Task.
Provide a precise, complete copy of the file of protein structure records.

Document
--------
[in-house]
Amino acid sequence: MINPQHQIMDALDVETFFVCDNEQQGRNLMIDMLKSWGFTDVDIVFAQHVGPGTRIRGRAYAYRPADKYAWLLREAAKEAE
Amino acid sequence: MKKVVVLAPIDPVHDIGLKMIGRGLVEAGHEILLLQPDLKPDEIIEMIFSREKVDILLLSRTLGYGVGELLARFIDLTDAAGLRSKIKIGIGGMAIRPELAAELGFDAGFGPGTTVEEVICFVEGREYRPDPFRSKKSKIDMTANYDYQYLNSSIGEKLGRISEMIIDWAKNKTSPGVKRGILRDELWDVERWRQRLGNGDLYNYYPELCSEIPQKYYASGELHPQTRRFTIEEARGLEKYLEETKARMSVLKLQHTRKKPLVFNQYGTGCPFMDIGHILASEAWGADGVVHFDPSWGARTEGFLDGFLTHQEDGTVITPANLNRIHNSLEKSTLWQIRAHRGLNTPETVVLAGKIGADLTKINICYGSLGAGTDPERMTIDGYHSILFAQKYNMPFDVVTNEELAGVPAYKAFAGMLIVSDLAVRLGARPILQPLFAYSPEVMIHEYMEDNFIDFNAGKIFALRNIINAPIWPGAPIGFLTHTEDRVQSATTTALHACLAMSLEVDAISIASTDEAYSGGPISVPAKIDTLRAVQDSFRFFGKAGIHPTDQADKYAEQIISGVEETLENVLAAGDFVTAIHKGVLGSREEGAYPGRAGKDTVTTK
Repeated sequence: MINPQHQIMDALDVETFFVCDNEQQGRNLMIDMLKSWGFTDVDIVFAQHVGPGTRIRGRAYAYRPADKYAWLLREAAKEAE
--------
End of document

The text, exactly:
[in-house]
Amino acid sequence: MINPQHQIMDALDVETFFVCDNEQQGRNLMIDMLKSWGFTDVDIVFAQHVGPGTRIRGRAYAYRPADKYAWLLREAAKEAE
Amino acid sequence: MKKVVVLAPIDPVHDIGLKMIGRGLVEAGHEILLLQPDLKPDEIIEMIFSREKVDILLLSRTLGYGVGELLARFIDLTDAAGLRSKIKIGIGGMAIRPELAAELGFDAGFGPGTTVEEVICFVEGREYRPDPFRSKKSKIDMTANYDYQYLNSSIGEKLGRISEMIIDWAKNKTSPGVKRGILRDELWDVERWRQRLGNGDLYNYYPELCSEIPQKYYASGELHPQTRRFTIEEARGLEKYLEETKARMSVLKLQHTRKKPLVFNQYGTGCPFMDIGHILASEAWGADGVVHFDPSWGARTEGFLDGFLTHQEDGTVITPANLNRIHNSLEKSTLWQIRAHRGLNTPETVVLAGKIGADLTKINICYGSLGAGTDPERMTIDGYHSILFAQKYNMPFDVVTNEELAGVPAYKAFAGMLIVSDLAVRLGARPILQPLFAYSPEVMIHEYMEDNFIDFNAGKIFALRNIINAPIWPGAPIGFLTHTEDRVQSATTTALHACLAMSLEVDAISIASTDEAYSGGPISVPAKIDTLRAVQDSFRFFGKAGIHPTDQADKYAEQIISGVEETLENVLAAGDFVTAIHKGVLGSREEGAYPGRAGKDTVTTK
Repeated sequence: MINPQHQIMDALDVETFFVCDNEQQGRNLMIDMLKSWGFTDVDIVFAQHVGPGTRIRGRAYAYRPADKYAWLLREAAKEAE